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Cortex - Life Sciences Insights

| 8 minutes read

The European Health Data Space – What lies ahead?

In the middle of March 2024, the Council of the European Union and the European Parliament reached a deal on a provisional agreement for the European Health Data Space (“EHDS”) regulation as part of the broader EU data strategy. The Council of the European Union published the compromise text of this agreement as a work-in-progress which provides many insights into the forthcoming regulation and its implications.

What is the EHDS about

In a nutshell, the goal of the EHDS is to create a common infrastructure and governance framework for the accessibility of health data across the borders of Member States to support both healthcare delivery (“primary use”) and health research and policy-making (“secondary use”) in a secure and trustworthy way. The EHDS touches on different areas of law, such as medical law, data protection law and laws related to products used in a medical context. It also makes reference to several European directives and regulations.

In addition to the definitions contained in the specific legislation referred to by the EHDS refer, the EHDS itself provides, inter alia, the following key definitions that must be kept in mind in order to fully understand the scope and implications of the EHDS: 

EHR” means a collection of electronic health data related to a natural person collected and processed for the purpose of the provision of healthcare. This is, for example, in Germany, comparable to the electronic patient medical records.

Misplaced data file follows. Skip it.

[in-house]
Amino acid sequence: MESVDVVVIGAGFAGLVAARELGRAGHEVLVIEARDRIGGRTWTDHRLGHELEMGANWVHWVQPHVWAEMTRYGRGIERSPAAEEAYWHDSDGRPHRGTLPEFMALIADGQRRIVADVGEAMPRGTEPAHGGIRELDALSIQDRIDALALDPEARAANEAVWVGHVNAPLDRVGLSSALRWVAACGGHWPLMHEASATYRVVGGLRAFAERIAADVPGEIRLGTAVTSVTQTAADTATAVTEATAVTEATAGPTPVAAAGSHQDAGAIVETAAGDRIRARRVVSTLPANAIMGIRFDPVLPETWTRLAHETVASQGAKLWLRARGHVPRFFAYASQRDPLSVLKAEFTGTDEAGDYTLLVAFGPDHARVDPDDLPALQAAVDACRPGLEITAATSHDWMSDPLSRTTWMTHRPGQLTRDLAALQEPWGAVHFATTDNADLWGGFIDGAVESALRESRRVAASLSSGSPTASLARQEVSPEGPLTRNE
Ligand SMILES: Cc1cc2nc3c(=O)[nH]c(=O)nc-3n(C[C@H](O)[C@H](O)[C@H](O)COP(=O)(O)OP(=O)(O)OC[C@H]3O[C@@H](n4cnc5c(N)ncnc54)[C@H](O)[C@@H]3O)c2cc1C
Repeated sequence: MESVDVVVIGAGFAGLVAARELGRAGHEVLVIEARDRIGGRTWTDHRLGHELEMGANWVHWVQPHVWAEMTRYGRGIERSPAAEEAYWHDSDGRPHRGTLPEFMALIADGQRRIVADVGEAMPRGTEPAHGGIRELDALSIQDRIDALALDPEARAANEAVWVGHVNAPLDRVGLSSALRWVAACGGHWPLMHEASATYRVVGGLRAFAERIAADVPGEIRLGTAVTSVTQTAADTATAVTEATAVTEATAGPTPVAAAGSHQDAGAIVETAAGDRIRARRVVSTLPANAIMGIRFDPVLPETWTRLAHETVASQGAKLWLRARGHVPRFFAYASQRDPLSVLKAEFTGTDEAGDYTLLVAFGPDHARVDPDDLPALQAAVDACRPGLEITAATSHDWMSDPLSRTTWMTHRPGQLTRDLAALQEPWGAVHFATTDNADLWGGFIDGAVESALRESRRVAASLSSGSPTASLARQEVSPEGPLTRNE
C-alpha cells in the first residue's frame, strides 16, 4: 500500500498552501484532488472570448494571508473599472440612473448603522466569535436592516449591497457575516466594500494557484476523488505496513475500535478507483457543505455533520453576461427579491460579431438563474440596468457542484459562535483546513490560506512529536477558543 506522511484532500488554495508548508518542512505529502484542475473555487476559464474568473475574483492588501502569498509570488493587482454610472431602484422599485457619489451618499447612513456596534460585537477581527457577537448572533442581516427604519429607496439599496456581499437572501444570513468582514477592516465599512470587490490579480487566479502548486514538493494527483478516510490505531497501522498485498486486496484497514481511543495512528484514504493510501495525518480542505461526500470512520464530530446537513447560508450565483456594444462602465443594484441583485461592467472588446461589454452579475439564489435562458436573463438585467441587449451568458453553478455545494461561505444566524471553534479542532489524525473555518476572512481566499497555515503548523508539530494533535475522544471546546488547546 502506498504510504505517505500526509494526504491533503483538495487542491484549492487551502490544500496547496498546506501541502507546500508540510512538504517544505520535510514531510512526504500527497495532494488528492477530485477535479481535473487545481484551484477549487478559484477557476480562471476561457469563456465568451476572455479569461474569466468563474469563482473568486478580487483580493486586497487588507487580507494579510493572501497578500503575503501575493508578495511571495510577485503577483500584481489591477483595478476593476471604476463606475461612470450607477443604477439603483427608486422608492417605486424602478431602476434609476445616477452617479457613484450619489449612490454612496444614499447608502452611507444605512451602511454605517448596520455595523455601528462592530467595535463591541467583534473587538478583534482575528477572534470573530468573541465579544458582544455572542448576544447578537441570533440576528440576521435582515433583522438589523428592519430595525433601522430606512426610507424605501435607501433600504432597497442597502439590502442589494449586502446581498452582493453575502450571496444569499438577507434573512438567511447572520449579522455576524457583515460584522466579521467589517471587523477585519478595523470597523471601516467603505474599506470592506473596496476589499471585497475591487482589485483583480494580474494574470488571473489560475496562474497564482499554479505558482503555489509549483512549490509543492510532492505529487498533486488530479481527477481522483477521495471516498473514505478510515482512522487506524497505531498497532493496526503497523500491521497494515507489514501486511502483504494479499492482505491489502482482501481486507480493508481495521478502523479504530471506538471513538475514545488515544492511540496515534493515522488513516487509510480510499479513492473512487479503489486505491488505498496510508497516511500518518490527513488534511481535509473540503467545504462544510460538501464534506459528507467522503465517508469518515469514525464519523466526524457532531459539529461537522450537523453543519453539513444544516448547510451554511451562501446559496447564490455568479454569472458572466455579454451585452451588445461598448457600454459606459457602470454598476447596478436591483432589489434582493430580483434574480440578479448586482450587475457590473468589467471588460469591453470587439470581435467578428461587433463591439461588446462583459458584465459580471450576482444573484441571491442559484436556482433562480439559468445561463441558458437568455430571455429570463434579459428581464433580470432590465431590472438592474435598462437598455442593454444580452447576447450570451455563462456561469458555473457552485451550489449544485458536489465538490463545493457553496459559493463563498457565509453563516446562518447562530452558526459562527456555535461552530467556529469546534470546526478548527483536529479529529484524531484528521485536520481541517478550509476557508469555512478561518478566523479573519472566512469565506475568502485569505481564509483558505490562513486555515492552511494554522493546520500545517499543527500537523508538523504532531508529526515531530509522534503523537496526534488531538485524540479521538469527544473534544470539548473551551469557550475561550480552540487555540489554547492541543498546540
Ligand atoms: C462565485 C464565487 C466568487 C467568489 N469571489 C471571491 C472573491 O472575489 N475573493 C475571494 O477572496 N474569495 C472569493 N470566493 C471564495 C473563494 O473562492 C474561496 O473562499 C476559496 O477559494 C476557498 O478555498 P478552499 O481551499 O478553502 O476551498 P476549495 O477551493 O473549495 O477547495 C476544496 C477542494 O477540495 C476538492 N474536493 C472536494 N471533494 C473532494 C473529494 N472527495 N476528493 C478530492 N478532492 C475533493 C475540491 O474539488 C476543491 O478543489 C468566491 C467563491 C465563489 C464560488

EHR system” refers to any system where the appliance or software allows the user to store, intermediate, export, import, convert, edit or view personal electronic health data and is intended by the manufacturer to be used by healthcare providers for providing patient care or by patients to access their health data. 

Health data holder” is any natural or legal person, public authority, agency or other body in the healthcare or the care sectors including reimbursement services as well as any natural or legal person developing products or services intended for the health sector, developing or manufacturing wellness applications or performing research in the healthcare sector, who

  • has the right to process electronic health data in its capacity as a controller or joint controller, including for the provision of healthcare, research and innovation purposes; or